Body of Proof: Finding the Truth Among Turn-Key Industrial Contractors

With tightening budgets stressing already thin profit margins, minimalist architect Mies van der Rohe’s “less is more” is becoming a tenet of planning for project stakeholders. Let’s talk about how a true turn-key industrial contractor can help you meet the challenges of your next project.

The Subs Problem

A typical industrial contracting project is awarded to a general contractor, with various pieces of the project handed off to subcontractors. And even within subcontractors, individual phases of the work are frequently further subcontracted.

The result is a recipe for project delays, missed milestones and cost overruns.

She Said, He Said

Remember the Telephone Game where you start with a message and then discover how that message changes by the time it’s been passed around the room? That was fun when we were kids—not so much on a jobsite.

Reliable communication helps facilitate good project outcomes. The more people involved in your project, the greater the likelihood of missed or misunderstood communications.

But You Can’t Start Now

The workflow on an industrial contracting project can be likened to a great symphony. And, just as a symphony requires each instrument to play its part exactly on time, nothing destroys the flow of a job like having subs who show up to work in the middle of another sub’s activity.

The Paper Tiger

Project paperwork is incredibly complex by nature. Adding multiple subs means more invoices to process and extra documentation of every project phase. Inevitably, there’s a markup on the work of every subcontractor. And those markups dig into your already tight profit margins with each additional sub.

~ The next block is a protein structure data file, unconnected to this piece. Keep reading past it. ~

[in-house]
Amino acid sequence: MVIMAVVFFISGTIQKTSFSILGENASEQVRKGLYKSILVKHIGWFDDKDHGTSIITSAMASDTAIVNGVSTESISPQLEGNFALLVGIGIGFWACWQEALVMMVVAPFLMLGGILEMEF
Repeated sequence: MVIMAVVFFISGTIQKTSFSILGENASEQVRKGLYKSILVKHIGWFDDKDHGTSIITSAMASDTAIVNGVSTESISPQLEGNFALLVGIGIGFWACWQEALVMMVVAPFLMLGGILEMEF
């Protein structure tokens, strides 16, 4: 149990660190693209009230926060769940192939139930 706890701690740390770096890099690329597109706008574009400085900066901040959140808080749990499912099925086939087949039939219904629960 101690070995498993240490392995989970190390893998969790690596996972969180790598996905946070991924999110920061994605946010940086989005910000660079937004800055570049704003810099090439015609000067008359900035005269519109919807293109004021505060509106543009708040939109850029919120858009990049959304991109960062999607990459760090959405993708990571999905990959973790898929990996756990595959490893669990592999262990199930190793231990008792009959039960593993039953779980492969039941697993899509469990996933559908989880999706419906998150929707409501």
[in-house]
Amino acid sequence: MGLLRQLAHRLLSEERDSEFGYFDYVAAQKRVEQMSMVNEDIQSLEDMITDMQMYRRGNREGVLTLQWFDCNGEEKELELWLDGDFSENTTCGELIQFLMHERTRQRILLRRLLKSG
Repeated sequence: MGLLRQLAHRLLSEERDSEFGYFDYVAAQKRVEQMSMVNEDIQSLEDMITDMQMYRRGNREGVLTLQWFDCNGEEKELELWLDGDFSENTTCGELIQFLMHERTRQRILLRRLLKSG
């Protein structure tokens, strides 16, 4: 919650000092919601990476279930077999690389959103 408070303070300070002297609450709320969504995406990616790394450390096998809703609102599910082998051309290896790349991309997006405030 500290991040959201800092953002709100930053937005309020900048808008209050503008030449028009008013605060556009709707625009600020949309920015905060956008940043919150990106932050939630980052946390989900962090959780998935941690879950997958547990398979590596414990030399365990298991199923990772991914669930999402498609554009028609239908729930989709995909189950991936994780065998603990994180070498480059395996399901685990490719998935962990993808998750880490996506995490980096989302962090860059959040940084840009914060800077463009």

Let’s take a look at how true turn-key industrial contractors tackle these issues and more.

One Isn’t Necessarily the Loneliest Number

Imagine replacing your overflowing project contact list with a single phone number. Because a true turn-key partner provides you with a single project manager to cover your project from start to handoff, you only need to communicate with that one person. “One call does it all,” to quote a favorite line of late-night marketers.

Now consider that single project manager coordinating the flow of work on your project. Because she knows what needs to happen and when and she knows her team’s capabilities and in-house resources. No phase of your job is going to be delayed or stalled by workflow issues. Bonus points if her teams are cross-trained so they can help with work outside their specialties.

If a single contact is great, imagine working from a single contract. Which translates to a single budget with known costs before work begins, and means a single payment trail. And less likelihood of scope misses.

Questions for a Potential Project Partner

Is the quote you’re evaluating from a true turn-key contractor? Here are a few questions to help make that determination: 

  • Are all of the people working on your project your partner’s direct employees?
  • Will your partner rent equipment for your job or do they own it?
  • Does your partner maintain an in-house tools and supplies inventory large enough to complete your project?
  • Can your partner provide five company references and example projects that demonstrate they are a true turn-key contractor?
  • How many people from each trade will your partner be using on this project and will they be sub-contracting any of these trades out?

The Sum of All Things

One contact. One highly capable team. One contract and paper trail.

Now that’s powerful.

Have you considered the benefits of a true turn-key project partner? Discover how Lee’s Power of One turn-key solution can save time and money on your next project.